11. white is right

    white is right Hall of Famer

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    From what I read he played in the old World League which was the equivalent of the USFL. As for his speed he was a pole vaulter in university. So he had high school sprinter speed(more than adequate for the NFL).
     
  12. white is right

    white is right Hall of Famer

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    So I guess the movie was a half truth he came off the street to play in the World League, here is an excerpt from the Wilkapedia article about him.......In 1974, while bartending at Max's in Prospect Park and substitute-teaching at Interboro High School, he successfully tried out for the Philadelphia Bell of the World Football League as a wide receiver. He played for the team for two seasons until the league folded in 1975.

    His performance with that team earned him a meeting with Coach Dick Vermeil of the Philadelphia Eagles after general manager Jim Murray got him an invitation to a private work-out held by Coach Vermeil.
    Papale and Wahlberg during the filming of Invincible, a film based on Papale's football career
    Papale and Wahlberg during the filming of Invincible, a film based on Papale's football career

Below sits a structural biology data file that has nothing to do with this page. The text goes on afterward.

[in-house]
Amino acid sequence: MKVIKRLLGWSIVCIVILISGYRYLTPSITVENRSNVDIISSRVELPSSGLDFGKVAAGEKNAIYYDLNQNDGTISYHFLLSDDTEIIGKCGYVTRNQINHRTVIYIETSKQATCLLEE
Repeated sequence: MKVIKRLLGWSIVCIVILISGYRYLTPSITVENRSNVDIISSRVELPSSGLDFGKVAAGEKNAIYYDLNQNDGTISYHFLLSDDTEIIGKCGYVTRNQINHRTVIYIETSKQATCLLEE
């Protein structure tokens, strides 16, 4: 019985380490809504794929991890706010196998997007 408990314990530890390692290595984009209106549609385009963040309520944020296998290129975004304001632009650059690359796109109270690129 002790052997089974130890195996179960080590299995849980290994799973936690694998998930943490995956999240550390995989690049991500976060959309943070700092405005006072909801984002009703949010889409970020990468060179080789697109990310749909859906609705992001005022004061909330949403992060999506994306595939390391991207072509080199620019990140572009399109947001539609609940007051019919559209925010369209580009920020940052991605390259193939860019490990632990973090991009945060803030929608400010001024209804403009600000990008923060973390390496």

Papale, at 6'2" (1.88 m) and 195 pounds (88.5 kg), eventually made the team, thereby becoming, at age 30, the oldest rookie in the history of the NFL to play without the benefit of college football experience (other than kickers). He went on to play wide receiver and special teams for the Eagles from 1976 through 1978. During that time, he played in 41 of 44 regular season games (regular seasons being 14 games in 1976-1977 and 16 games in 1978) recording two fumble recoveries (including one that led to Vermeil's first NFL victory) and one fifteen-yard reception. He was voted Special Teams Captain by his teammates, and "Man of the Year" by the Eagles in 1978 for his many charitable activities. A shoulder injury ended his career in 1979. After retiring from the NFL, he worked as a TV and radio broadcaster for eight years, then became a commercial mortgage banker.

    Papale, who earned the nickname "Rocky" (after the 1976 Sylvester Stallone movie and character) while playing with the Eagles, is the subject of the Disney movie Invincible, starring Mark Wahlberg. He was also reportedly the inspiration for the 1998 Tony Danza movie, The Garbage Picking Field Goal Kicking Philadelphia Phenomenon. In addition, Papale's legend was cited as a factor in the Eagles' signing of construction-foreman/tight-end Jeff Thomason for 2005's Super Bowl XXXIX.[1]
     
  13. Lance Alworth

    Lance Alworth Mentor

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    I saw it when it hit the theaters a few months ago. Great flick! I liked that they didnt sugarcoat the true divide between blacks and whites in this movie. The blacks in this movie were portrayed as ********, while the white was the underdog trying to make it. it was a true breat of fresh air
     
  14. White Shogun

    White Shogun Hall of Famer

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    I watched it for the first time tonight. It was an awesome movie. Very inspiring, even if the movie didn't follow the actual events exactly as they happened (they never do.)

    I highly recommend it.